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|The Ottawa Panel clinical practice guidelines for the management of knee osteoarthritis. Part three: aerobic exercise programs [with consumer summary]|
|Brosseau L, Taki J, Desjardins B, Thevenot O, Fransen M, Wells GA, Mizusaki Imoto A, Toupin-April K, Westby M, Alvarez Gallardo IC, Gifford W, Laferriere L, Rahman P, Loew L, de Angelis G, Cavallo S, Shallwani SM, Aburub A, Bennell KL, van der Esch M, Simic M, McConnell S, Harmer A, Kenny GP, Paterson G, Regnaux J-P, Lefevre-Colau M-M, McLean L [Ottawa Panel]|
|Clinical Rehabilitation 2017 May;31(5):612-624|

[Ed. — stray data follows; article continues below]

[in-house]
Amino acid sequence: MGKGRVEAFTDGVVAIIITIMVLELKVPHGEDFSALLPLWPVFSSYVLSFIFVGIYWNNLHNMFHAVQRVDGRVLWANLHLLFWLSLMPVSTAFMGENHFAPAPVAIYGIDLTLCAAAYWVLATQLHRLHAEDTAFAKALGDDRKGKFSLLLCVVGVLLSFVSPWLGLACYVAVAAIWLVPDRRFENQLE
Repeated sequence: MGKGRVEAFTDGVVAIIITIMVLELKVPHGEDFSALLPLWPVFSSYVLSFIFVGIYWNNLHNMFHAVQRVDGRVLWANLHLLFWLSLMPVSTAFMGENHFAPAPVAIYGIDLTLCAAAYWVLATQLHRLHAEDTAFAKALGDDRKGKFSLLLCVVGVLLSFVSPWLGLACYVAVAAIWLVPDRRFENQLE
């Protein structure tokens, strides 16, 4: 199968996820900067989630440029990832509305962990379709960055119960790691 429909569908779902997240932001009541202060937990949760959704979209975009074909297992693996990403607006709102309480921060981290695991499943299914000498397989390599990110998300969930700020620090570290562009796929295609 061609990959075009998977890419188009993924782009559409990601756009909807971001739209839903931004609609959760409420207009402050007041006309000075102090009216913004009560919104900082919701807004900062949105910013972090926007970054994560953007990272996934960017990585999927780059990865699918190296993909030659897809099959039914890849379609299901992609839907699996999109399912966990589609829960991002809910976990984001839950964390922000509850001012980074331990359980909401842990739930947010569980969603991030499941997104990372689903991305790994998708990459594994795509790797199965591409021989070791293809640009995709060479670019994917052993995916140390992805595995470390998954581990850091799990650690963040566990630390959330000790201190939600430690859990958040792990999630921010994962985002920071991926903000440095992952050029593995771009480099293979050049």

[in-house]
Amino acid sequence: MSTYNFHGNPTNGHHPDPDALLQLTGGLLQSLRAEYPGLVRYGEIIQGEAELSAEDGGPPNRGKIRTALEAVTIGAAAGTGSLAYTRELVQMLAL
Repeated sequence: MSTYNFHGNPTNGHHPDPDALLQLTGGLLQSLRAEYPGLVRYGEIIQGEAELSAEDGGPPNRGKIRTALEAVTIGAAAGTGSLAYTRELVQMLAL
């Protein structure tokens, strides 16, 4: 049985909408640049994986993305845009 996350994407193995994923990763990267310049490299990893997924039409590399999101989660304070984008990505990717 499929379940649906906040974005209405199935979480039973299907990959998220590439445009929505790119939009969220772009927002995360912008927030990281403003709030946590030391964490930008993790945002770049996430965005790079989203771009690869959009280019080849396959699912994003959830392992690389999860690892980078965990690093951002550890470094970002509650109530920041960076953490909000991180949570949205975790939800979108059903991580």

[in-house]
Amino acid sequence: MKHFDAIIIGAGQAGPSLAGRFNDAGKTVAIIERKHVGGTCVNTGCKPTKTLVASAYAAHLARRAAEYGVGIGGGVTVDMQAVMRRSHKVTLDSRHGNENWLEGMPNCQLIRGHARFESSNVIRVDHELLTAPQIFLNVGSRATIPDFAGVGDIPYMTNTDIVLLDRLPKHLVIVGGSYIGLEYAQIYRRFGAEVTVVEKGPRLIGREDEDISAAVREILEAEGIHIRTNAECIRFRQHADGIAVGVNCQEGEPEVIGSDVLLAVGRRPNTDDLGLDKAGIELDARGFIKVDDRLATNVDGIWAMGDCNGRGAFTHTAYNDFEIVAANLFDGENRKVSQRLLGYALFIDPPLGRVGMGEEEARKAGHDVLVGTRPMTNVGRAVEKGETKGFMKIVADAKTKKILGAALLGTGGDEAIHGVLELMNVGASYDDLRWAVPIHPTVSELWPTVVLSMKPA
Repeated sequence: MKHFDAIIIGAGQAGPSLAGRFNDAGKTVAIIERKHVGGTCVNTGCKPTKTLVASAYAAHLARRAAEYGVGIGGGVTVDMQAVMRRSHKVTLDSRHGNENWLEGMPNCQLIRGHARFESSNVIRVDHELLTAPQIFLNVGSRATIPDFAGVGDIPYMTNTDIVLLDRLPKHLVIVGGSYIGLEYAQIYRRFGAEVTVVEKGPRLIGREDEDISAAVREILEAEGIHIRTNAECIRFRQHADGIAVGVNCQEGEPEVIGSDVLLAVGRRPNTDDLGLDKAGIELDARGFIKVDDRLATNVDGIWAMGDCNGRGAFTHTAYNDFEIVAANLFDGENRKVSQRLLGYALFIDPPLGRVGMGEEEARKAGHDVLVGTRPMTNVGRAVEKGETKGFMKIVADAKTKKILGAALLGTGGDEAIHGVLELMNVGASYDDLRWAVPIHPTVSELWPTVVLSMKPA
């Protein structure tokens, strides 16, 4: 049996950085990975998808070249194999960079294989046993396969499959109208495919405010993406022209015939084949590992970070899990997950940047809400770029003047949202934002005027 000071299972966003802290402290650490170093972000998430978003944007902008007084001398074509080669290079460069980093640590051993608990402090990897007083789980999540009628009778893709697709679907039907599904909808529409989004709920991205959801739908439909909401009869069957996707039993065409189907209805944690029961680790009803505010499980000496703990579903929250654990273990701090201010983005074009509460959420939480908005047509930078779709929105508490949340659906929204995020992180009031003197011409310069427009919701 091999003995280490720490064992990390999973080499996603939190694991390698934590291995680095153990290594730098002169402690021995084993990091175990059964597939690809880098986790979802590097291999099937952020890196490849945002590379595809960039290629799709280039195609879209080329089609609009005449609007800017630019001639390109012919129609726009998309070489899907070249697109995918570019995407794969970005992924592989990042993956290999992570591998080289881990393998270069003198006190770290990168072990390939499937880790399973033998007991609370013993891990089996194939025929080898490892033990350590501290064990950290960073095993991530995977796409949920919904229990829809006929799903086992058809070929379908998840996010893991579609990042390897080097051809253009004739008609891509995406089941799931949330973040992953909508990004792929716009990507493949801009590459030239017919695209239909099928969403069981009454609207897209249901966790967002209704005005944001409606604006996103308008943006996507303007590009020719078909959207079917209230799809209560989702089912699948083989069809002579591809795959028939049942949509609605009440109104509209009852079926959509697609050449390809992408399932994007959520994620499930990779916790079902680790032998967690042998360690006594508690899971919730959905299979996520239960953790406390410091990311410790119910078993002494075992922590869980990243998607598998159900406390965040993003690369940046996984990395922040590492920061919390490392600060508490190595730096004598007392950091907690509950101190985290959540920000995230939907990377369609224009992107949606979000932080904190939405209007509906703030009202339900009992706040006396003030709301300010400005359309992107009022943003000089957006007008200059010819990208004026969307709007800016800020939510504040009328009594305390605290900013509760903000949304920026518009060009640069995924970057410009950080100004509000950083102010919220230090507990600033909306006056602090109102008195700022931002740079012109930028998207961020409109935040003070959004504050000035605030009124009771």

OBJECTIVES: To identify effective aerobic exercise programs and provide clinicians and patients with updated, high-quality recommendations concerning traditional land-based exercises for knee osteoarthritis. METHODS: A systematic search and adapted selection criteria included comparative controlled trials with strengthening exercise programs for patients with knee osteoarthritis. A panel of experts reached consensus on the recommendations using a Delphi survey. A hierarchical alphabetical grading system (A, B, C+, C, D, D+, or D-) was used, based on statistical significance (p < 0.5) and clinical importance (15% improvement). RESULTS: The five high-quality studies included demonstrated that various aerobic training exercises are generally effective for improving knee osteoarthritis within a 12-week period. An aerobic exercise program demonstrated significant improvement for pain relief (grade B), physical function (grade B) and quality of life (grade C+). Aerobic exercise in combination with strengthening exercises showed significant improvement for pain relief (3 grade A) and physical function (2 grade A, 2 grade B). CONCLUSION: A short-term aerobic exercise program with/without muscle strengthening exercises is promising for reducing pain, improving physical function and quality of life for individuals with knee osteoarthritis.